Both LA and Detroit have benefited from adding CES-like convention and conference features, at least during the media/trade days preceding the public days. LA called those days Connected Car Expo and then AutoMobility LA, while Detroit calls it AutoMobiliD. Detroit sees this as holding CES at bay. Some Detroit media ran stories suggesting NAIAS has beaten back the “challenge” of the CES auto exhibits, keynotes, and car introductions. If the number of new-car intros is a barometer, Detroit 2018 was soft: There are two Detroit show press days for intros, Monday and Tuesday. This year, the next-to-last new-car intro took place at 1:30 pm Monday; the last was a Jeep unveiled Tuesday as the 8 a.m. media breakfast.
Detroit’s New Pickups Have the Features Everyone Wants
A pickup truck may not be the first choice of people who use on-street parking or have small garages, or who think they’re gas hogs (undercut when the 30 mpg versions arrive this year). But the design teams listen well to pickup focus groups, who say they want things like bigger dashboard buttons and more storage.
Consider the Chevrolet Silverado: It uses big, rubbery knobs on the dashboard, there are plenty of cupholders and USB jacks, there’s storage under the back seat and inside the seat back, and there’s even weather-sealed storage available in the truck bed. (Ram has that, too.) The Ford Ranger will have waterproof storage under the rear seats; if this isn’t quite high tech, it’s a place where your tech gear won’t get damaged by water.
It will be interesting to see how much Ford can grow the midsize-pickup market now that the Ranger is back (a year from now) after eight years away. The midsize market topped out at 1.3 million 30 years ago, in 1987, and hasn’t been above 500,000 in the past decade.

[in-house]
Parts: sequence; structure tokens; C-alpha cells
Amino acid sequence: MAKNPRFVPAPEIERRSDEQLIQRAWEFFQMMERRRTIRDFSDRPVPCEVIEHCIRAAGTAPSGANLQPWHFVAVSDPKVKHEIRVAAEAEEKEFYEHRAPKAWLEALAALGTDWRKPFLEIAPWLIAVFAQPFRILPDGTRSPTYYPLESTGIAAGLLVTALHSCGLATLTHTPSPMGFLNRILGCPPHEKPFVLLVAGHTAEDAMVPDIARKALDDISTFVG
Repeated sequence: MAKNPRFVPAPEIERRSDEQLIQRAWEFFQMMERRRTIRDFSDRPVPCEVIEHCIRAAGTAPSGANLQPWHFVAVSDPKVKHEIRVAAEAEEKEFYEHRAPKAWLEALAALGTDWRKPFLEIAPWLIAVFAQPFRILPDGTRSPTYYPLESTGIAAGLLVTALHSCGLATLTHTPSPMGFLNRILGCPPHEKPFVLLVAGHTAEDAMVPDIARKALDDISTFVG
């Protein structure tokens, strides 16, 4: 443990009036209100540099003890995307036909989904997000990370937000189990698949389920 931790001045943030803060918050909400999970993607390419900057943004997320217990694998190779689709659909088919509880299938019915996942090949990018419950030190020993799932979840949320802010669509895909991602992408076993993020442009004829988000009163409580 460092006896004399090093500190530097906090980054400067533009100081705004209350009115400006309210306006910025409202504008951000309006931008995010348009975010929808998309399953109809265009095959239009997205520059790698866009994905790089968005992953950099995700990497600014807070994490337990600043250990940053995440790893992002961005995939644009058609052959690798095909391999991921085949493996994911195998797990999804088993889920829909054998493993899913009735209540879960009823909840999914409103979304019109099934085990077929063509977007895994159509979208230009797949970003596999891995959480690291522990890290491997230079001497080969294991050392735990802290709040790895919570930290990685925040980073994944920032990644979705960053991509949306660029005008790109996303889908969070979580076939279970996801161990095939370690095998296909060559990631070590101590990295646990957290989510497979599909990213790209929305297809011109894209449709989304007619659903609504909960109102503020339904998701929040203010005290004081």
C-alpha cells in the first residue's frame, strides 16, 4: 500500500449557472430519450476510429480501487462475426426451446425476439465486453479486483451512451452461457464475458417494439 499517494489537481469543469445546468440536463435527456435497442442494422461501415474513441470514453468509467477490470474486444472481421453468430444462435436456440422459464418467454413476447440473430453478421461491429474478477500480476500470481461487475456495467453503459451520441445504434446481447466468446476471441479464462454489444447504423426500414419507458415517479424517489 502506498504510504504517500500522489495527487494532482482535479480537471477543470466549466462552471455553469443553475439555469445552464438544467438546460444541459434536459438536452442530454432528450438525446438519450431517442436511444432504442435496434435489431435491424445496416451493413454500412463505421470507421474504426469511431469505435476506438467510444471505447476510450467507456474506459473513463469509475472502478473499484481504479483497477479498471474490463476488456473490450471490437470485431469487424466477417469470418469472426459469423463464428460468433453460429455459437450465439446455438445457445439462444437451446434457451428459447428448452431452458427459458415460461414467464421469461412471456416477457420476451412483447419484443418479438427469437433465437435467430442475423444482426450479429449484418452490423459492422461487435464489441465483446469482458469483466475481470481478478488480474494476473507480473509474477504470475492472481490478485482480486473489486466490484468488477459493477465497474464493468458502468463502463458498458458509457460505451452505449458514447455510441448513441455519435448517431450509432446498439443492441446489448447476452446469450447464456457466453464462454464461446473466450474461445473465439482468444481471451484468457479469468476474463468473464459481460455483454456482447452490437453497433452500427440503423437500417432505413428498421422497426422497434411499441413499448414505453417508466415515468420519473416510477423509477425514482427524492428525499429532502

Car, SUV and Truck of the Year: Honda, Volvo, Lincoln
Detroit is also the site of the unveiling of the 2018 North American Car and Truck of the Year (NACTOY) awards. Not surprisingly, the Honda Accord was named Car of the Year. It was our choice, too, as wfoojjaec Car of the Year, given Honda’s improvements in technology, ride and handling, creature comforts, and in fixing Display Audio by bringing back the buttons and knobs.
Enthusiast-oriented Motor Trend did pick the Alfa Romeo Giulia as its COTY, and the Giulia is a good choice if you’re looking for a car that’s a blast to drive on country roads and places where the enthusiastic exhaust sounds won’t annoy the neighbors or the car’s occupants. Think of the Giulia as a passionate summer romance, the Accord as a long-term relationship.
The Volvo XC60 was the crossover of the year, beating out the Honda Odyssey, the best-ever minivan, and the Alfa Romeo Stelvio. Both Volvo and Honda would have been worthy winners.
The truck of the year was the Lincoln Navigator, beating out the off-road-capable Colorado ZR2 (our choice as the best truck), and Navigator’s cousin, the Ford Expedition. With both the Silverado and Ram new this year, the 2019 competition will likely be a lot stiffer.